ECCC wraps up primary mandate with mixed reviews

Content image - Phnom Penh Post
ECCC spokesman Neth Pheaktra speaks at a press conference ahead of the final verdict in Khieu Samphan’s appeal, which will be delivered on September 22. INFORMATION MINISRTY

The Extraordinary Chambers in the Courts of Cambodia (ECCC) is set to deliver its final verdict which will bring an end to Case 002/02 over the final appeal filed by former Khmer Rouge head of state Khieu Samphan regarding his life sentence for crimes against humanity, genocide, and grave breaches of the 1949 Geneva Convention.

The ruling will be announced on September 22 and will be the court’s final ruling before closing down the active judicial portion of its mandate after Cases 003 and 004 were dropped due to the “determination of lack of mental competency”.

This final ruling will bring an end to the active investigatory and prosecutorial duties of the Khmer Rouge tribunal after more than 16 years and at a cost of about $337 million.

Case 002/02 resulted in a life sentence for Samphan for genocide against the Vietnamese, crimes against humanity and grave breaches of the Geneva Conventions while in power. The court combined this sentence with the life imprisonment announced in Case 002/01.

Now 91, Samphan is the only surviving fomer Khmer Rouge leader to await a final verdict.

ECCC spokesman Neth Pheaktra said it was a positive sign that they had reached the end of Case 002/02, despite the fact that only Samphan remained alive.

He said this is a positive achievement by the tribunal because it sets the standard that there should be no statute of limitations for the prosecution and punishment of those who commit grave historical crimes like massacres and the most serious human rights abuses.

He said the search for truth and justice for the victims of the Khmer Rouge regime and all such regimes past, present or future should be one of the primary activities of the international justice system.

Pheaktra also noted that holding hearings in court which followed the rules of evidence and compelled witness testimony and so forth were extremely valuable tools for finding out the truth regarding historical events that are contested by one side or another.

He said the hearings helped to answer definitively questions for the public as to why the Khmer Rouge evacuated everyone from the city, had a policy of forced marriages, created the farming cooperatives, undertook their many internal purges or decided to commit any number of other inhumane acts.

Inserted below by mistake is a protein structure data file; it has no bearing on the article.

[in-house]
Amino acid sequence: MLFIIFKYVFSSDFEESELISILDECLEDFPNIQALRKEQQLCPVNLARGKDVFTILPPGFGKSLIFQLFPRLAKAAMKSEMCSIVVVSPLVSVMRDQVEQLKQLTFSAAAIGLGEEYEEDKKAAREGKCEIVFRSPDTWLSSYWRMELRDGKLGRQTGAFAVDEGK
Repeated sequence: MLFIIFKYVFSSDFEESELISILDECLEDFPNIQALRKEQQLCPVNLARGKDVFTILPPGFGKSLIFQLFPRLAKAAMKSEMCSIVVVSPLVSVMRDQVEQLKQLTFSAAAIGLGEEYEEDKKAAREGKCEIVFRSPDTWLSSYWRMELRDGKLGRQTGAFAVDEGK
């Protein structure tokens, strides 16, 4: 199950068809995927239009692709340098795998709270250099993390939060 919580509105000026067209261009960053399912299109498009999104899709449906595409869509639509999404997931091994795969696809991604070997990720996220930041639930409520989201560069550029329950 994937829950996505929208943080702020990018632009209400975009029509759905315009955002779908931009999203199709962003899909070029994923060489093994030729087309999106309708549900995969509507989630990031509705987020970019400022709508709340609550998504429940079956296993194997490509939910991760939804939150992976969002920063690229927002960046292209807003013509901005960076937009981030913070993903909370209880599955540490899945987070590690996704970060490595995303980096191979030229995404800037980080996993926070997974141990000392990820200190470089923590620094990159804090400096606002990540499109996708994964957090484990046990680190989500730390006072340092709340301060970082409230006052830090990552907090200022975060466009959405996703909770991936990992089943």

“The trials and hearings spoke the truth to the world on behalf of the victims, both those who lost their lives and those who survived, while also permitting some restoration of honour and assisting with emotional reconciliations, but especially this was done to give justice to the millions of victims,” he said.

He continued that both the verdict in Case 002/2 and the previous trial had important lessons for the world to learn from, especially the younger generation of Cambodians.

He said it was paramount that they understand the history of this massacre and genocide of nearly two million of their people, which also reflected the mistakes of the leaders of the country over the course of many years that led the country to suffer a world-historic catastrophic tragedy.

Pheaktra emphasised that the purpose of the court was to seek truth and justice and that it was not established for revenge, but rather to advance the principle of national unification to create a lasting and durable peace.

Similarly, Sok Sam Oeun, a veteran human rights lawyer and keen observer of the Khmer Rouge tribunal, said he believed that it was the right time to bring about the closure of Case 002/02 and the court’s mandate.

He said the Khmer Rouge tribunal made a significant contribution to the education of the younger generations of Cambodians who did not personally witness those events, as well as providing employment and human resources capacity training to Cambodian legal staff who are now far more capable of assisting with the judicial system in the Kingdom after serving on a court. He said this court should be considered a model institution in terms of ethics.

“The outcome of this trial is a signal to the world and especially to the leaders of countries committing human rights violations systematically. They cannot escape the law. Do not commit these gravely immoral acts. As for the trial process, it was also a sort of cure for some of the mental illness suffered by all victims of the Khmer Rouge genocide,” he added.

Timothy Williams, a researcher on the crime of genocide who has studied the Khmer Rouge closely, said that the tribunal’s trial made an important contribution to the cause of justice in Cambodia and internationally and that it was important that the top level Khmer Rouge leaders who were still alive when the court commenced proceedings were held accountable.

“The court considered the actions of just a very few people as bearing responsibility for the tragedy of the Khmer Rouge regime. When I talk to most survivors of this regime, they feel the number of people tried wasn’t sufficient and the work remains incomplete,” he said.

Williams said that he wanted the international community and especially the Cambodian government to set up a separate non-penal commission to answer questions and determine the entire truth about the Khmer Rouge regime, though he understood that such a plan could be difficult to implement because of the political situation.

Short of that, he said the next best option would be more funding from all sources for any non-government or government institutions that wished to continue the work of documenting the Khmer Rouge’s crimes in an organised manner and do further scholarly research on the three-year nightmare Cambodia endured at their hands.